Frodo smiled “I sleep better in Bilbo’s room these days.”
Sam nodded and went to the grate to build up the fire. When he turned around Frodo had slipped back under the covers. “I’ll just go make some breakfast, shall I Mr. Frodo, and bring you a nice mug of tea to help you get yourself out of bed on this cold morning.” He took Frodo’s silence for agreement.
It took over a quarter of an hour to restore the kitchen to some semblance of order and make the tea. Sam started fires in the stove and the dining room grate (neither had been banked properly for the night) and tidied the kitchen as best he could without the aid of warm water.
Dimly through a half sleep Frodo heard Sam come quietly into the bedroom, place a mug of tea on the bedside table then pick up the pile of books jumbled on the floor by the bed and stack them on the table. Through half-open eyes Frodo watched Sam hesitantly sort through the clothes strewn haphazardly on the foot of the bed and fold them neatly across the back of Bilbo’s bentwood chair. Finally he forced himself to sit up. “You don’t have to do that, Sam”.
“I know, sir, I’m just waiting for you to wake up a bit more so as you can tell me what you’d like for your breakfast.”
Frodo sighed, he wasn’t hungry, it seemed he was never hungry anymore. “I don’t really care Sam. I don’t know what I’ve got in the pantry anyway. Why don’t you surprise me.”
Sam went out but returned almost immediately to set a pitcher of warm water on the bureau next to the washbasin. “The water’s nice and warm Mr. Frodo, come have a wash before it cools” he said cheerfully, then trotted out, leaving the door ajar.
Frodo eased himself back under the covers, and lay with his eyes shut listening to the rain and wind, trying summon up a vision of Bilbo safe and warm in some far off inn or tavern. Feet softly padded down the hallway towards his door and stopped. Lying still he half opened his eyes, but no curly brown head appeared around the doorway, and after a pause the feet padded quietly away. Frodo stared at Bilbo’s framed map of the Shire on the opposite wall, with all his favorite hiking paths marked neatly in red ink. He could choose any of them and in his mind hike through the Shire with Bilbo, but today his imagination brought only gloomy scenes of naked, rain dripped trees, and brown fallow fields under gray sullen skies. Frodo closed his eyes and heard Sam walking more noisily down the hall this time. He tapped on the door and came in. “I never brought you a towel, Mr. Frodo, you’ll be wanting one for your wash up.” He placed it on the bureau and then stood patiently watching Frodo.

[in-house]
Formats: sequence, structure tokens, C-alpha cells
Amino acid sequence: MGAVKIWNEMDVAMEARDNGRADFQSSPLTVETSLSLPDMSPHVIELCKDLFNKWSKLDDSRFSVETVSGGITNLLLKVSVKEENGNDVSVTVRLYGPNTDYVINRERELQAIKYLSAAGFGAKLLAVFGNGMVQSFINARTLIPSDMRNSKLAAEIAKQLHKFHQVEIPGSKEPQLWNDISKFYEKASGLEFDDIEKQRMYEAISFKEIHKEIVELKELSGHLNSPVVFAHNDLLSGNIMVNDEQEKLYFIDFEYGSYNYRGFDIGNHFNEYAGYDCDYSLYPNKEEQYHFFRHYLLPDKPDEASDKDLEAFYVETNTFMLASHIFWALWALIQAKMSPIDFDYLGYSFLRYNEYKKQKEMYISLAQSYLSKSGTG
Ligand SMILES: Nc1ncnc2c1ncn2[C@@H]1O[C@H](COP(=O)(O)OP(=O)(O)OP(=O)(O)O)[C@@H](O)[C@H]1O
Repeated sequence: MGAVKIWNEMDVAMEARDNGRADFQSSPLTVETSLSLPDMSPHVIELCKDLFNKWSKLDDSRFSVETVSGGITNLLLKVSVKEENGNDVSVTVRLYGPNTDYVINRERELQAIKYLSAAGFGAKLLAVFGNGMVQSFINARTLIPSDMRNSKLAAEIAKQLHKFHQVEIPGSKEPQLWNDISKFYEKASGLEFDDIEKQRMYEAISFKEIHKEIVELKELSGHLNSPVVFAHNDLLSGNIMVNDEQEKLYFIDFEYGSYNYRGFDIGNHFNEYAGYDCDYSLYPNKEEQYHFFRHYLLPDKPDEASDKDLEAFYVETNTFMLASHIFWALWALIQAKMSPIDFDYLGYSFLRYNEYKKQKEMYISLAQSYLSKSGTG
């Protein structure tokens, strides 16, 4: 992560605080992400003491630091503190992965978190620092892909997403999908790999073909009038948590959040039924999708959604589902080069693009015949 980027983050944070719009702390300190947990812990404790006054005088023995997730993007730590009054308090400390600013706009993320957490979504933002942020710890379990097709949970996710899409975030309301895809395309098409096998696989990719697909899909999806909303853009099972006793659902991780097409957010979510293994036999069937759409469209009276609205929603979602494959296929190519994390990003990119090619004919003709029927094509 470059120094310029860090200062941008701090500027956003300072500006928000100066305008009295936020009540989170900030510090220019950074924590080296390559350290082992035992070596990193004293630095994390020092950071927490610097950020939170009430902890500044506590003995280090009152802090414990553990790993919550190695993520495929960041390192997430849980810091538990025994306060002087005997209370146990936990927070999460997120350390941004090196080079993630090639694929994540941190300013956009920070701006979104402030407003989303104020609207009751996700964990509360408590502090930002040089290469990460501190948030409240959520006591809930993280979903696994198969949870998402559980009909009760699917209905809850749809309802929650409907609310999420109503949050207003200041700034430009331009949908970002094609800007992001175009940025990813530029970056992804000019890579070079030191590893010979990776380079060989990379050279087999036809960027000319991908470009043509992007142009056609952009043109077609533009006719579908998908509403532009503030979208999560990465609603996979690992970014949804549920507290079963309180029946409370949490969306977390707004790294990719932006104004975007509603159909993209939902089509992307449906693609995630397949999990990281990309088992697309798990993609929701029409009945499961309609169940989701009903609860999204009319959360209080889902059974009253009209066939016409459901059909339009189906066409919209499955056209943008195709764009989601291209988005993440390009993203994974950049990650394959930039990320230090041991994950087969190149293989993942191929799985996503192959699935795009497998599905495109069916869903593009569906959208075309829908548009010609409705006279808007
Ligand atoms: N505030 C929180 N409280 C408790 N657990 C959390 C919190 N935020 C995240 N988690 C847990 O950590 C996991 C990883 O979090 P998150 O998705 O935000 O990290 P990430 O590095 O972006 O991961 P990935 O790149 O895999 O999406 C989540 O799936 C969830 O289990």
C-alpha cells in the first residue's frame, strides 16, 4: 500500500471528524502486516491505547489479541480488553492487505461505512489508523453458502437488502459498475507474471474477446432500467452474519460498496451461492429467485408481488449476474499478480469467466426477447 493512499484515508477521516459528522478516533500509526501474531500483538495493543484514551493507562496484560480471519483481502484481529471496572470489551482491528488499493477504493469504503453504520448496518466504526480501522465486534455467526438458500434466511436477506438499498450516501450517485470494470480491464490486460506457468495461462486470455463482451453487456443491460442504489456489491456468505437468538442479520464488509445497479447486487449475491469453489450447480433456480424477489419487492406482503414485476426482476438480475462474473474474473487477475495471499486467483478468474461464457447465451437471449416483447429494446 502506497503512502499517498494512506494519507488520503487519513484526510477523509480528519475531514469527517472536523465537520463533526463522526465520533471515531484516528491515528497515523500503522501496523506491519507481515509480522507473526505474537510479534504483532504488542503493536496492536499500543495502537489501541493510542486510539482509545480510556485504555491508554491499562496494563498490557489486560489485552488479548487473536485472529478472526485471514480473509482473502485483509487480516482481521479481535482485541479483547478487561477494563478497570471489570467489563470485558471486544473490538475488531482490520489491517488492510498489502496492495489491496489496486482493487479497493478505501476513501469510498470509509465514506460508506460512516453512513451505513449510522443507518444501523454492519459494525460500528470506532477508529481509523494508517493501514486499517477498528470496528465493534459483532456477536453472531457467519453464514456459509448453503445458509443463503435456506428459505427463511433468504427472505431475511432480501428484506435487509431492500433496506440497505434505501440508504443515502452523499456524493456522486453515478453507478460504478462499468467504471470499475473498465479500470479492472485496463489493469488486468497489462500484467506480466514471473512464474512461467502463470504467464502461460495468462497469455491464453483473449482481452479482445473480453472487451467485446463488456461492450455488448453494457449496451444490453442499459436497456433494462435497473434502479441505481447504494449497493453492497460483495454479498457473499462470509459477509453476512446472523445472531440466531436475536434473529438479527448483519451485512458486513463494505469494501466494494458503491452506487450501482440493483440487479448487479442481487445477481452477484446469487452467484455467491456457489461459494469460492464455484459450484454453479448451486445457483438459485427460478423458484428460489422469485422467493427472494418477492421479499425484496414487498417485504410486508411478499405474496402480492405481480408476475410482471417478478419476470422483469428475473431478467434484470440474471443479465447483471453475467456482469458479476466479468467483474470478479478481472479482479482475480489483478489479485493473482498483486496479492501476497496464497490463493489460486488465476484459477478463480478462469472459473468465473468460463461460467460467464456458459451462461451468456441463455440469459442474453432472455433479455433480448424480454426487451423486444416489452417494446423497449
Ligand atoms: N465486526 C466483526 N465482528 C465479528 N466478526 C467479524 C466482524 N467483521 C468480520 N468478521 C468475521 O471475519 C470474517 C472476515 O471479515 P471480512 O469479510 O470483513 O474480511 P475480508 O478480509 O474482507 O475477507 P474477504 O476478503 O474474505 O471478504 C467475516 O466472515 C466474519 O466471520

Frodo looked balefully back at him but Sam didn’t budge. “Is there anything else I can get you, Mr. Frodo?” he asked innocently
All right Sam, I’m up, I’m up!” Frodo heaved himself out of bed. Sam smiled and went out
* * *
After that day Sam went to Bag End every morning. More often than not he would find Frodo either still asleep or lying half awake. Sam’s gentle waking of him was a contrast to Bilbo’s who’d had little tolerance for Frodo’s inclination for late rising and when the mood struck him had roused his nephew with a series of loud bangs on the door and even a shout or two if need be. But Sam would come quietly in and use gentle words and the soft sounds of tidying up to ease his young Master out of his sleep.
He built the fires, made the tea and cooked breakfast. Afterwards Frodo would give him a lesson of reading and writing, though for himself he seemed to have lost interest in studying Elvish or reading any of Bilbo’s books from his large collection. Much of his time he spent sitting lost in thought or making only the most superficial pretence of reading. After his lesson Sam did the washing up. There was little work in the garden as the wet October drearily advanced (Sam’s father did not go into the garden at all now the cold autumn months had set in), so he gradually extended washing up the crockery to include general cleaning of the kitchen and dining room and then sweeping all the rooms, and dusting. Finally he added floor scrubbing to the itinerary when he had to wash down the entrance hall after muddying it especially badly on his arrival one very wet morning. Before Frodo quite knew how it happened Sam was spending almost the entire morning straightening up Bag End and tending to him.
Many afternoons when he didn’t have extra chores at home Sam would go down to the Cotton’s farm to visit with his best friend Tom. Often Frodo walked with him as far as Bywater, and then carried on with a solitary hike for an hour or two. Occasionally he would visit with one or other of his relations in the area, but their company was tiresome for his fretful spirits. He had no patience for gossip or feigned concern for Bilbo that was nothing more than curiosity for the details of his going and the questionable state of his mind. Frodo had a few young friends in the area but it was impossible to match his mood to theirs except with an effort he was unwilling to make. His spirits were best soothed by his quiet solitary walks along familiar paths.
* * *